Lord Of The Flies Comparative Essay

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1984 and Lord of the Flies are two novels that could seem like they are at opposite ends of the spectrum, but combined they are a perfect representation of modern society. Through the use of different literary devices, the novels convey the primal structures of human society, in what, at fist glance, seem like two completely different manners. However, if one were to devote some time and energy in understanding the books in more depth by studying each of them carefully, an altered conclusion might arise. Due to their timelessness and everlasting significance, these novels, although written around the 1950s, are taught all around the world up until this day. Times have certainly changed, but as a citizen living in the Middle East, these books…show more content…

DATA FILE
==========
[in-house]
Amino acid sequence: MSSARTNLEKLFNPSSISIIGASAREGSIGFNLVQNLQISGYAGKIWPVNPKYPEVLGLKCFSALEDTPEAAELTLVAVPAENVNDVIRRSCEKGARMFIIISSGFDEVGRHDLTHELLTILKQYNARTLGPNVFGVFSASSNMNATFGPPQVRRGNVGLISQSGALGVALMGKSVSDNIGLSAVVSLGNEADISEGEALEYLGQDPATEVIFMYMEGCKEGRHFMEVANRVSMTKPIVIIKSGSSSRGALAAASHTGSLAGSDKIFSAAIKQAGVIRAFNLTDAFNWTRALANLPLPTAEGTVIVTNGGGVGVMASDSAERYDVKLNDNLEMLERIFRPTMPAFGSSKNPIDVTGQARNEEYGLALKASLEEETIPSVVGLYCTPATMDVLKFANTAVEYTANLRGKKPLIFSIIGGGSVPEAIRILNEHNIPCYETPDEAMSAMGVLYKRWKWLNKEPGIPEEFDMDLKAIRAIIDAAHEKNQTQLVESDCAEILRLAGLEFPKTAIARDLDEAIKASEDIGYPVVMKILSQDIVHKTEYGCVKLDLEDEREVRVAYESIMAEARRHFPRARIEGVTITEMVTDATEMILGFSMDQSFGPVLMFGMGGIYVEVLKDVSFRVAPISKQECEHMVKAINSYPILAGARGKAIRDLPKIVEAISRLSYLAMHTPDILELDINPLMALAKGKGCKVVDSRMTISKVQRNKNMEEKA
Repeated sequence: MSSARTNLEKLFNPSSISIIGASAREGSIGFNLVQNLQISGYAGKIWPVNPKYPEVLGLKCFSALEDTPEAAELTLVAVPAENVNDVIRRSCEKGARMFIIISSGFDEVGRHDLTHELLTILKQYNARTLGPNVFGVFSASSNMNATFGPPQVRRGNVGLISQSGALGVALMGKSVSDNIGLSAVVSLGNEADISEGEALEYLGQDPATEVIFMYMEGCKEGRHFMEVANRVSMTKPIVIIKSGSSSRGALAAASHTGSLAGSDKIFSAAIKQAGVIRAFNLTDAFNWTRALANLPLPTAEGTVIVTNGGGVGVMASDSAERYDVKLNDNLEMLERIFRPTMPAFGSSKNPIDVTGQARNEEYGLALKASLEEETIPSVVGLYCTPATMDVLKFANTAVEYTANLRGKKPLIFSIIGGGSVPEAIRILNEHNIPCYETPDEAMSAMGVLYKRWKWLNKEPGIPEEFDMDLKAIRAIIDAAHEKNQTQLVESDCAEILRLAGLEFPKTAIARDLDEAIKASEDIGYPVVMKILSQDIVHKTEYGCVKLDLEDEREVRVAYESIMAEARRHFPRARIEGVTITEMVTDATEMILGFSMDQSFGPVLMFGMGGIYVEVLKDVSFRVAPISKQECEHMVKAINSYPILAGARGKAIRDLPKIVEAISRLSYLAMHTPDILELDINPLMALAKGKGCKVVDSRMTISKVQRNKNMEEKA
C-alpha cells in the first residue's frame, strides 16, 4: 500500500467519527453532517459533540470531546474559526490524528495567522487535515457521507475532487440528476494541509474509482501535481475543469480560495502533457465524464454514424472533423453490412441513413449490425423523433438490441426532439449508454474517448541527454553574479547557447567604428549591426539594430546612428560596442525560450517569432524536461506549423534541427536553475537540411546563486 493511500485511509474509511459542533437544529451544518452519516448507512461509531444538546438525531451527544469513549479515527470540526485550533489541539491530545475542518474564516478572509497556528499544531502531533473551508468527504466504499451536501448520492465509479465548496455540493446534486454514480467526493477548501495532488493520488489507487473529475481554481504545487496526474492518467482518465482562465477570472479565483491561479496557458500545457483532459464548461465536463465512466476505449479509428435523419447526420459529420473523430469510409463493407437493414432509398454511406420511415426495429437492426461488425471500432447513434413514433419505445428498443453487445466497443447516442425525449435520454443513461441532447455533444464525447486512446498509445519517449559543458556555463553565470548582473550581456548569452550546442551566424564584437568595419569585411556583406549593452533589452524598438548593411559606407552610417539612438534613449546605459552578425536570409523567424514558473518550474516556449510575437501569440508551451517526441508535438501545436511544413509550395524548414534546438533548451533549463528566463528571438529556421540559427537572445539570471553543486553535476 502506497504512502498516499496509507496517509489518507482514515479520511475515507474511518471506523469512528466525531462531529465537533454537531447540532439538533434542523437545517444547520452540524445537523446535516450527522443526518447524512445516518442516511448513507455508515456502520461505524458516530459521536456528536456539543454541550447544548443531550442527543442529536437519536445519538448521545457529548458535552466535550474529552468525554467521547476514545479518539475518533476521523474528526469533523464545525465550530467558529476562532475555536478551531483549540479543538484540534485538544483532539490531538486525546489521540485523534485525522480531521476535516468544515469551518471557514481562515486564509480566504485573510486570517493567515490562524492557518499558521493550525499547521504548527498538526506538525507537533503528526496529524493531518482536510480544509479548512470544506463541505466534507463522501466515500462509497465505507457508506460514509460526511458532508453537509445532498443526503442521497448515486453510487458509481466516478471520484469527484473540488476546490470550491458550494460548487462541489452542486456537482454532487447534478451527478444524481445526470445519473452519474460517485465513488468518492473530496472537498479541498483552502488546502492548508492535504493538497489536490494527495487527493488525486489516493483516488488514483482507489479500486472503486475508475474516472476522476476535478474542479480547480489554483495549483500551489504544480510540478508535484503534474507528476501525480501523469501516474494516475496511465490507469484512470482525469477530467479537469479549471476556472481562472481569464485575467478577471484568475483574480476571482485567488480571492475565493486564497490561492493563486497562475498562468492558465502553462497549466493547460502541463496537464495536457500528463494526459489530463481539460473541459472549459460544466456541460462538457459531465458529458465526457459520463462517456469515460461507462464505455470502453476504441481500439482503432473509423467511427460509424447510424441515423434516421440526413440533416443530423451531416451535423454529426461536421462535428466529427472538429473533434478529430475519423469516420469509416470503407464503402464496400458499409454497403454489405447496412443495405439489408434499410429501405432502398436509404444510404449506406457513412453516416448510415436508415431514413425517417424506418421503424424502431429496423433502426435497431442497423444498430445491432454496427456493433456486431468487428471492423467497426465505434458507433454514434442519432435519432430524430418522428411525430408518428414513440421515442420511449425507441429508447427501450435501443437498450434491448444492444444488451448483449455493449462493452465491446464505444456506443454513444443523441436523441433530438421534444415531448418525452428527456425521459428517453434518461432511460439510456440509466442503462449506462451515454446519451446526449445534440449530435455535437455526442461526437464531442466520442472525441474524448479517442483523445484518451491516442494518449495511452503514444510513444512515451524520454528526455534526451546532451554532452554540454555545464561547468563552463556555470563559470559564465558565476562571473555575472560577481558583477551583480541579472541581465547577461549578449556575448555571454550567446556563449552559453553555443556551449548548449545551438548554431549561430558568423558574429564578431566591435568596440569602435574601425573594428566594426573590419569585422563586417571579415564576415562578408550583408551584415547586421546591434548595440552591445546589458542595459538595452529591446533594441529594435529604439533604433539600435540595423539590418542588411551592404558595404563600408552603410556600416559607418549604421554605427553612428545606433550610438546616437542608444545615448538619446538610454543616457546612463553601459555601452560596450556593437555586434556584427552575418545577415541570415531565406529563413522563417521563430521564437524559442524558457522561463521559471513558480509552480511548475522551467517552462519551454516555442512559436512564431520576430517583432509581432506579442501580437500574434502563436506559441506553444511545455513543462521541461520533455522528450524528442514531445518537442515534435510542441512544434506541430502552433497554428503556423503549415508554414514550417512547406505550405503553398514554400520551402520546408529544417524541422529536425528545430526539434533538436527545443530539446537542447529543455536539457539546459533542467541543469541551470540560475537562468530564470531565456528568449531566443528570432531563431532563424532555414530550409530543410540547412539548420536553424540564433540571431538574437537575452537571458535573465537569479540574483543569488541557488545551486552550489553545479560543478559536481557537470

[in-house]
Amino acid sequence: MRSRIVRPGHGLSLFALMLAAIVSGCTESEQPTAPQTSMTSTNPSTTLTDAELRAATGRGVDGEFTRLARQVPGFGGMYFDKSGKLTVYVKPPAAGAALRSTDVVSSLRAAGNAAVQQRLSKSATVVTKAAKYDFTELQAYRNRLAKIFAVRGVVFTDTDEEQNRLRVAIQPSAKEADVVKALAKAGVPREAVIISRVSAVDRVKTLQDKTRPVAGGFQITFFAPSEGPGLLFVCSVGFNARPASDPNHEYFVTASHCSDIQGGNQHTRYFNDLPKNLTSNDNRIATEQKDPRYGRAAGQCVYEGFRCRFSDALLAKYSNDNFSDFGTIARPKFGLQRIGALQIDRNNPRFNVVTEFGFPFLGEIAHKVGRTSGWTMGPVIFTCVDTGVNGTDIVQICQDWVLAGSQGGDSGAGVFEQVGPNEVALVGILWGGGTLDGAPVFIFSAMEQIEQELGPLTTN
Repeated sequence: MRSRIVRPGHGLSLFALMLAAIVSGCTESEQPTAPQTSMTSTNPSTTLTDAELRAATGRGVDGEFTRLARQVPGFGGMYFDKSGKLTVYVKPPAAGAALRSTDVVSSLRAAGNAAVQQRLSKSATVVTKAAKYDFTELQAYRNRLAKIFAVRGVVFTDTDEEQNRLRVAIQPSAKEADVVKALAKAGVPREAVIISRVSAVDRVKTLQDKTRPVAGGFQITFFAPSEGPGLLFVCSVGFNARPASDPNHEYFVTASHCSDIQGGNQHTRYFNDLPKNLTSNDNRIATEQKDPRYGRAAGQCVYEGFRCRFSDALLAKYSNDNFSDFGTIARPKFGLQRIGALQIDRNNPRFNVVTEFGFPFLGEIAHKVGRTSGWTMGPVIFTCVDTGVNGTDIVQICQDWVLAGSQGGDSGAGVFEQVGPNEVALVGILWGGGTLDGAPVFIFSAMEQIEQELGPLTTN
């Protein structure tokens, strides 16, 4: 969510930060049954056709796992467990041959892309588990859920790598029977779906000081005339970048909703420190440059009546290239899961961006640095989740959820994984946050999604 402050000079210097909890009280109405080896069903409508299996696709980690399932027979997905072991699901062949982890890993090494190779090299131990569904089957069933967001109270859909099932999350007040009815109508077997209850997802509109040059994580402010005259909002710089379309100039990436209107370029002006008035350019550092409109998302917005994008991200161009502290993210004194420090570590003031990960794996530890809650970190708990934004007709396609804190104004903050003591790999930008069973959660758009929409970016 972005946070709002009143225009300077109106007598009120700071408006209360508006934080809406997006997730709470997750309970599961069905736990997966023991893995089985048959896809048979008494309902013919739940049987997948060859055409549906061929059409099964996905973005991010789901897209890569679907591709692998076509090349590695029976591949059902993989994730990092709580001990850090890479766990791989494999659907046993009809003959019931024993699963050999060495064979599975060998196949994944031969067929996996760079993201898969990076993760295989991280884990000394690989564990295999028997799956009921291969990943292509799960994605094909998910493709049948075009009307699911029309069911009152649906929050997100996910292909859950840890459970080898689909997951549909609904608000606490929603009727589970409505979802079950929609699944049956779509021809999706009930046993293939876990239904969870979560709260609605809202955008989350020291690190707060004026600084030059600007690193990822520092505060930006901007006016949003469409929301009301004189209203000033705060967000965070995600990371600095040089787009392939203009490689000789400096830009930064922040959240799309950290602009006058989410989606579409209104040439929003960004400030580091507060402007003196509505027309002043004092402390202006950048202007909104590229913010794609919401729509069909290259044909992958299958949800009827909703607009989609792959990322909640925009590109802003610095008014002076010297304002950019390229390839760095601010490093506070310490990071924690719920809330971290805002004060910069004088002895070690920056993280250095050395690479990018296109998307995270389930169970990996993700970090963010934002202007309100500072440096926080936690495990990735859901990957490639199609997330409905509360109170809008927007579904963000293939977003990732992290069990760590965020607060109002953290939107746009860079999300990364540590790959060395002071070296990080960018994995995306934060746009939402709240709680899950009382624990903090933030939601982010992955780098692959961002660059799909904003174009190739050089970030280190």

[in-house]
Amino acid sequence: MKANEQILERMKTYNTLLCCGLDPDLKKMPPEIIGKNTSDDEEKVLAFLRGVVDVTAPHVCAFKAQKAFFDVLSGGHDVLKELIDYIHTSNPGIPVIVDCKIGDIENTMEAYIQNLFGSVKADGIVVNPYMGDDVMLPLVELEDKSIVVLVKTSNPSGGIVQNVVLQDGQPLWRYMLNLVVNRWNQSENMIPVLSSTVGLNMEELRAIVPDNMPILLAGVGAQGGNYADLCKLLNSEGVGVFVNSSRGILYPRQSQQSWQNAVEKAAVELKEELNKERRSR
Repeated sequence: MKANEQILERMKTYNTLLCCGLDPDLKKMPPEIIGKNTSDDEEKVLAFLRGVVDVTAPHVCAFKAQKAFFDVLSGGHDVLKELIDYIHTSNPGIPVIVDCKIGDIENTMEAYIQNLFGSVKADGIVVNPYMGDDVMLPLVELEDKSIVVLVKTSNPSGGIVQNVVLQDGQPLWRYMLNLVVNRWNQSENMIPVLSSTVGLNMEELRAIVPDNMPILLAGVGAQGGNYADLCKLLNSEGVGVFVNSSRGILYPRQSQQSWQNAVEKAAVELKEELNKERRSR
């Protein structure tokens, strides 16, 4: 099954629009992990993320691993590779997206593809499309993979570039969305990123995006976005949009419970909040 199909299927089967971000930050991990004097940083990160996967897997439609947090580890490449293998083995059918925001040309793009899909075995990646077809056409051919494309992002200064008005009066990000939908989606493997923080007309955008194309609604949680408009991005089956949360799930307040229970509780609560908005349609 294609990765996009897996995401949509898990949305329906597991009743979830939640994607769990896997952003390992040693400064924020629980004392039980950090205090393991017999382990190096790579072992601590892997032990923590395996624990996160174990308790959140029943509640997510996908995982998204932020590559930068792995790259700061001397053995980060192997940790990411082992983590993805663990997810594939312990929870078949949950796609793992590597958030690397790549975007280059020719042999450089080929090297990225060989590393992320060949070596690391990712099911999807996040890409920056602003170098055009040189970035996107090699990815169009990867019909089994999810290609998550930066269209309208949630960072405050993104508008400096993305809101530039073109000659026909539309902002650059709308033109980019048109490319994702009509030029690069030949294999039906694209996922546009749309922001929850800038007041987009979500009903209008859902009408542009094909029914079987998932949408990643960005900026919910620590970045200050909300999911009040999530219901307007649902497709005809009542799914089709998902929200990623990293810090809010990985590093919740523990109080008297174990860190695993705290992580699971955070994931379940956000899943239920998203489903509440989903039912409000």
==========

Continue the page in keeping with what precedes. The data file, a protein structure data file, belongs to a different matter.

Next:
They deal with the flaws of humanity in respect to society managing to present two different outcomes of such flaws, both relatively dark, however one is somewhat realistic while the other is more optimistic. In 1984, Winston, the protagonist and tragic hero, defies Big Brother, the so-called leader of the ruling Party, when he buys a journal to write down his personal thoughts and feelings. He ends up losing all sense of humanity left in him when he is taken in by the Party and tortured for days on end. Similarly, in Lord of the Flies, Ralph, one of the victims of the plane crash, who, along with two other boys (Piggy and Simon), are the only ones concerned with morality and civilization. In a moment of imprudence, he succumbs to savage instincts and loses all sense of humanity, joining Jack’s group, a group of savage boys, in the killing of Simon. On the other hand, unlike 1984, Ralph rectifies his actions by leaving the group and holding onto his humanity until the end of the novel. The novels seem to run parallel to one another; except that 1984 might actually reflect what Ralph would have faced living in the real world and not just in an isolated island far away from civilization. It is as if the stories complete one another, showing that “absolute power corrupts absolutely,” whether it be under a state of absolute authority or a state of absolute

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